Making Time for Pro Bono as a New Attorney

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Service has long been a part of my life. From a young age, family, friends and teachers stressed the importance of serving others and the community. And for the most part, I took their advice. Because it gave me a sense of purpose. Because it was the right thing to do. Because I enjoyed making connections with people. And, in small part, because it was easy. Going to volunteer at a soup kitchen could be accommodated in my then very busy middle school schedule.

The first time I ever felt that I might not have time to do service was in law school. I had heard the horror stories. Hours toiled away in the library pouring over huge casebooks and treatises. The form of torture known only as the “Socratic Method.” Some older students had even suggested postponing Pro Bono until my second year. Those stories proved to be untrue. I, along with my peers, was able to make Pro Bono work and was the better for it. Pro Bono gave my classwork context. It gave me the opportunity to learn practical skills. But most importantly, our school’s work, along with numerous public interest organizations and private attorneys, helped increase legal access to underserved communities.

And yet, I was scared, just as I was 1L year, that I would not have time to do Pro Bono as a private practice attorney. Surely I would be too busy working and doing all the things attorneys do to continue serving in a meaningful way. Luckily, my employer has been very supportive of me doing Pro bono. And, from talking to my peers, a lot of employers are because they recognize the importance of that work. I also realized very early on that I just had to make time for Pro Bono. I currently serve as a committee member on the Young Lawyers Division’s Legal Assistance Committee. I had opportunity to volunteer at the Committee’s annual Ask a Lawyer Event and will be volunteering at an upcoming Salvation Army Drop in Legal Clinic. In the spring, I intend on serving as a Pro Bono attorney with Legal Services of the Southern Piedmont and as a Healthcare Navigator. There will be times of course where work, family or other events in my personal life prevent me from doing Pro Bono. But Pro Bono and service are lifelong commitments. You make time, however much that is, for the things you love and the things you must do.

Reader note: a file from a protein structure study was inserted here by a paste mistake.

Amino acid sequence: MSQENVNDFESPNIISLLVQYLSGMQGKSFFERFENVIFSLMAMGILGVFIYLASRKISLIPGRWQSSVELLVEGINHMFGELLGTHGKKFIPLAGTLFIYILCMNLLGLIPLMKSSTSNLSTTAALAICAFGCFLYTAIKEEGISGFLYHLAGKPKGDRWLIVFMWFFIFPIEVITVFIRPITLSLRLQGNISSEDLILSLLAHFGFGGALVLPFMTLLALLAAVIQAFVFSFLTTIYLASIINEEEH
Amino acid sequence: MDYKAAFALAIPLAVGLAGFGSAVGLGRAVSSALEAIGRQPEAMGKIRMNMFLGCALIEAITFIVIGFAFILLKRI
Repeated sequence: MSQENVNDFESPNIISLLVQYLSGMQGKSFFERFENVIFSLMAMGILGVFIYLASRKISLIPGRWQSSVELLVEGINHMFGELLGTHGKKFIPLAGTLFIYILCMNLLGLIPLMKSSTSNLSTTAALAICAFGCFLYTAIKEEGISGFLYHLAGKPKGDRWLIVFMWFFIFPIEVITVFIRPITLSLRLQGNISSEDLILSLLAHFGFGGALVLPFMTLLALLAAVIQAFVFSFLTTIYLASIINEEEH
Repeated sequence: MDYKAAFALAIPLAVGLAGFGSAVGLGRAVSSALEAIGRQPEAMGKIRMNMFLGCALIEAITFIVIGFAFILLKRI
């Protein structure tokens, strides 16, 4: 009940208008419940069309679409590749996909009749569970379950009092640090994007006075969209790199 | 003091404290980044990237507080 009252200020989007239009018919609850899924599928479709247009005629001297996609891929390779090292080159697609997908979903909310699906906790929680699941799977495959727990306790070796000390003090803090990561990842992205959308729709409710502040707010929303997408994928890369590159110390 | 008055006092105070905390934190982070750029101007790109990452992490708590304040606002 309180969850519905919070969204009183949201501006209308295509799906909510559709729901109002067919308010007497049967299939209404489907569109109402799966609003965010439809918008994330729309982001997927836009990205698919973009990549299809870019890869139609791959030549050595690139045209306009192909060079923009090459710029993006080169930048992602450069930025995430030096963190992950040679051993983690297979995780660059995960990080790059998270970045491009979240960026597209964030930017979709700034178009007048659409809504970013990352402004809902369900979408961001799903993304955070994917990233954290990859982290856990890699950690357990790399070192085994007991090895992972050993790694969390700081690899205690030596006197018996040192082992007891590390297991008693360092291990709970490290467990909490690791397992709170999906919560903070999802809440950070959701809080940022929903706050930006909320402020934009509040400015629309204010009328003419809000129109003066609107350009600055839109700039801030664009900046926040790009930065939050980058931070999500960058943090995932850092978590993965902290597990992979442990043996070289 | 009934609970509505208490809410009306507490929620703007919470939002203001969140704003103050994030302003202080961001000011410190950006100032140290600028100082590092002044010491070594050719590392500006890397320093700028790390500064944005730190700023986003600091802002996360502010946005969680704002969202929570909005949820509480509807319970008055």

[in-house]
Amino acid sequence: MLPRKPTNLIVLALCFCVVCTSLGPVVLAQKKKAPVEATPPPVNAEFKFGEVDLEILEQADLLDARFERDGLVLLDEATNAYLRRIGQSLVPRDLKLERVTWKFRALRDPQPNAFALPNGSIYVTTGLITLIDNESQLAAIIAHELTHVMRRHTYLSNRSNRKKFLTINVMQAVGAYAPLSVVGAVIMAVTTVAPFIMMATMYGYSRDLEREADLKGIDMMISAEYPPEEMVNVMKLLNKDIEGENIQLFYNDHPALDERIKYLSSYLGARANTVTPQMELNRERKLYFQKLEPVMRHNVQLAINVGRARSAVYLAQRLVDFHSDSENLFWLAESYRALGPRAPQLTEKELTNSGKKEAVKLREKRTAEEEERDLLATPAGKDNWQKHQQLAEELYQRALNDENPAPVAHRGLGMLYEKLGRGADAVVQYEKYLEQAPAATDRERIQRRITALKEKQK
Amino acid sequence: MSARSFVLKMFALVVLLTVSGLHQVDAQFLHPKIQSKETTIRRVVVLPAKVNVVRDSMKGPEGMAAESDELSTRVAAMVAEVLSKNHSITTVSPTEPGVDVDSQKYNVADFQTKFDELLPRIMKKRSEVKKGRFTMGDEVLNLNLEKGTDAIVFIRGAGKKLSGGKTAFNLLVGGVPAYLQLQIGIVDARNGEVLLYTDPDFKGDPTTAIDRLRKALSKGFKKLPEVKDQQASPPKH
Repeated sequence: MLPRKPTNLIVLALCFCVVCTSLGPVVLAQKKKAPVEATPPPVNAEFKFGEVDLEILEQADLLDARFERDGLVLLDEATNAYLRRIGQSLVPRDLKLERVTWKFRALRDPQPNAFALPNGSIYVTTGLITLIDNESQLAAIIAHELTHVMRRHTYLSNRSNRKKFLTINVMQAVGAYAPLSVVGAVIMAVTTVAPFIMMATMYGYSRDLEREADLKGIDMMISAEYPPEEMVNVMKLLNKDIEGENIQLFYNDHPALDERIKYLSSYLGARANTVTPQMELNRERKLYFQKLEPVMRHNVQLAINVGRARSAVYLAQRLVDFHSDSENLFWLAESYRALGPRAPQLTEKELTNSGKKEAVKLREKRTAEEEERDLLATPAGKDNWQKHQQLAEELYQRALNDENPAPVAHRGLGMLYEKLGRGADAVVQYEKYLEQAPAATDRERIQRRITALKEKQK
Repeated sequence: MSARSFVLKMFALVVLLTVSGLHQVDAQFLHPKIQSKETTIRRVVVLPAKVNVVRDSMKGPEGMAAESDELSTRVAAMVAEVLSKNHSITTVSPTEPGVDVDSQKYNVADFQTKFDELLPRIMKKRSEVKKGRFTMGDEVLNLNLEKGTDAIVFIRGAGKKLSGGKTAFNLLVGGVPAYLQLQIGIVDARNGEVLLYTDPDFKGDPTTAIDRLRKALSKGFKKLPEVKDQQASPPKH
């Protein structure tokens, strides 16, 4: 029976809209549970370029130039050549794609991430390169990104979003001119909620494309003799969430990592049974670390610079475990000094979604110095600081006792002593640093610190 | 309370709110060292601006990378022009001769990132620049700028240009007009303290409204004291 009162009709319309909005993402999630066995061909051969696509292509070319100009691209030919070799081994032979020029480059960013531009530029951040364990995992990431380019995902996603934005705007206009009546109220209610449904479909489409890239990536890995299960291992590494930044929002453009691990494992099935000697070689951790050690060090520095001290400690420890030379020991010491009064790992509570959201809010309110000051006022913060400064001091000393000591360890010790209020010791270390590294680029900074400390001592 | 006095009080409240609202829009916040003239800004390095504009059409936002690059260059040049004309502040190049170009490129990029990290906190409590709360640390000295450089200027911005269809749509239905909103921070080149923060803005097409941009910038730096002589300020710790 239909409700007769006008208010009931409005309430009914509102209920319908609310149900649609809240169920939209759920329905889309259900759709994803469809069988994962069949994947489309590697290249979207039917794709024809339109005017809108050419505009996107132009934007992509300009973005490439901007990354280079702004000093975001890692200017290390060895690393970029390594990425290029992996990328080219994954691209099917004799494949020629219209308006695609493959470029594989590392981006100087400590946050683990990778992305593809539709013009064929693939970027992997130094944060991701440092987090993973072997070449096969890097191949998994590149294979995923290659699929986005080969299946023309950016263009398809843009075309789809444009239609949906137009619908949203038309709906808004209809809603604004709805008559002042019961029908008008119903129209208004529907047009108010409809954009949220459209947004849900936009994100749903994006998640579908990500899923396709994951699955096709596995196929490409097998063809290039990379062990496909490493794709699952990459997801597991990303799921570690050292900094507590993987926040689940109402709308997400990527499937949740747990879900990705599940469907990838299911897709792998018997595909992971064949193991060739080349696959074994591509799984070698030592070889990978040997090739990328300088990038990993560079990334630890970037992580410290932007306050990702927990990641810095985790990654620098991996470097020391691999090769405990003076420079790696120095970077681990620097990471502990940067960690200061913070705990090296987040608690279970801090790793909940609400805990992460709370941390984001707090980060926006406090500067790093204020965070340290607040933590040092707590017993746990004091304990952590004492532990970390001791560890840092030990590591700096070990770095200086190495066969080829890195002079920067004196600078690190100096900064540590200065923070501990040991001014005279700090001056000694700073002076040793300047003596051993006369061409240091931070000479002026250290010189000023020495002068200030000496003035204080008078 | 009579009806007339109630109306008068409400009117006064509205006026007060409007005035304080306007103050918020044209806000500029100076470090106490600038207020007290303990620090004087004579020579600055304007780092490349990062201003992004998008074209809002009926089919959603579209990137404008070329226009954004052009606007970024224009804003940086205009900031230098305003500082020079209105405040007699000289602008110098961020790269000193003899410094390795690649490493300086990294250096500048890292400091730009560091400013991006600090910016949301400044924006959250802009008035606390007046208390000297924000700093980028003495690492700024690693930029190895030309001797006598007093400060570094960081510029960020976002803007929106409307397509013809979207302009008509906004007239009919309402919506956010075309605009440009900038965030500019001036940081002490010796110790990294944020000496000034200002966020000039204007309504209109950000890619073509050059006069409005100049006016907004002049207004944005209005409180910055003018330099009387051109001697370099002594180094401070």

Posted by Munashe Magarira on Tue. December 9, 2014 8:06 AM
Categories: General
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